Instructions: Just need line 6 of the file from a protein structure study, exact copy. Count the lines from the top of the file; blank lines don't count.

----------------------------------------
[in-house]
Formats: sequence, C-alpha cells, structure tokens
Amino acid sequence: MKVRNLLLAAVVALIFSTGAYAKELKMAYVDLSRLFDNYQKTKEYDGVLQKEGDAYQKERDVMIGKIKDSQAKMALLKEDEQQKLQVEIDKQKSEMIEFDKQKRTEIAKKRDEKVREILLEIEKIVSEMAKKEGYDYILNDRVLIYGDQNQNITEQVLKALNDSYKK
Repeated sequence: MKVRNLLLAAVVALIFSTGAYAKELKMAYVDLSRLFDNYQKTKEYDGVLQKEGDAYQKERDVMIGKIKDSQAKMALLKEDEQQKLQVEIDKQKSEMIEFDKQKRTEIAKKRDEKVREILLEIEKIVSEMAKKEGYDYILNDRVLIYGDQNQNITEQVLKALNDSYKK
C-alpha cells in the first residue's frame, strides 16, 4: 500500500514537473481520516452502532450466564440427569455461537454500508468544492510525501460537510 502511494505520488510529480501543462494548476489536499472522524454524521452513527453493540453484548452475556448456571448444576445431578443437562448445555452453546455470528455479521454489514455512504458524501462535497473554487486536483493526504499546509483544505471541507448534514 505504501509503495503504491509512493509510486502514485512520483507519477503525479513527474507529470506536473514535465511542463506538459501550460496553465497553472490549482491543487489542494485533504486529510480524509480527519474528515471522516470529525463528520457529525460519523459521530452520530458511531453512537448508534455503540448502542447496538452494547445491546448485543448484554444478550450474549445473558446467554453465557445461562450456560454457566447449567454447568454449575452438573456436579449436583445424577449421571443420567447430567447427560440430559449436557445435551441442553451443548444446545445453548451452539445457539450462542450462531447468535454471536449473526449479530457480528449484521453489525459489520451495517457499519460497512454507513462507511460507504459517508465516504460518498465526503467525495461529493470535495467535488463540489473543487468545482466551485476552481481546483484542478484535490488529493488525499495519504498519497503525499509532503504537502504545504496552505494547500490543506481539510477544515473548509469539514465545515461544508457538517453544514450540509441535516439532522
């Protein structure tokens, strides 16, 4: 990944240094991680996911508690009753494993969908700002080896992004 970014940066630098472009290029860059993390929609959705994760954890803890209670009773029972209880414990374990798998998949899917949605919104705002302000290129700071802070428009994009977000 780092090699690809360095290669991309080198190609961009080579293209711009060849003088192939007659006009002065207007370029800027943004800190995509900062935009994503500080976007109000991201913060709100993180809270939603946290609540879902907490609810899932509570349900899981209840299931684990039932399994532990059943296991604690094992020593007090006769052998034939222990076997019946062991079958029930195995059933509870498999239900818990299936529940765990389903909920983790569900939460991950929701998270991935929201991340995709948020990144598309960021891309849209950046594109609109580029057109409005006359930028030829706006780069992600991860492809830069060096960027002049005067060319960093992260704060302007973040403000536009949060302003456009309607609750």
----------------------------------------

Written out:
């Protein structure tokens, strides 16, 4: 990944240094991680996911508690009753494993969908700002080896992004 970014940066630098472009290029860059993390929609959705994760954890803890209670009773029972209880414990374990798998998949899917949605919104705002302000290129700071802070428009994009977000 780092090699690809360095290669991309080198190609961009080579293209711009060849003088192939007659006009002065207007370029800027943004800190995509900062935009994503500080976007109000991201913060709100993180809270939603946290609540879902907490609810899932509570349900899981209840299931684990039932399994532990059943296991604690094992020593007090006769052998034939222990076997019946062991079958029930195995059933509870498999239900818990299936529940765990389903909920983790569900939460991950929701998270991935929201991340995709948020990144598309960021891309849209950046594109609109580029057109409005006359930028030829706006780069992600991860492809830069060096960027002049005067060319960093992260704060302007973040403000536009949060302003456009309607609750």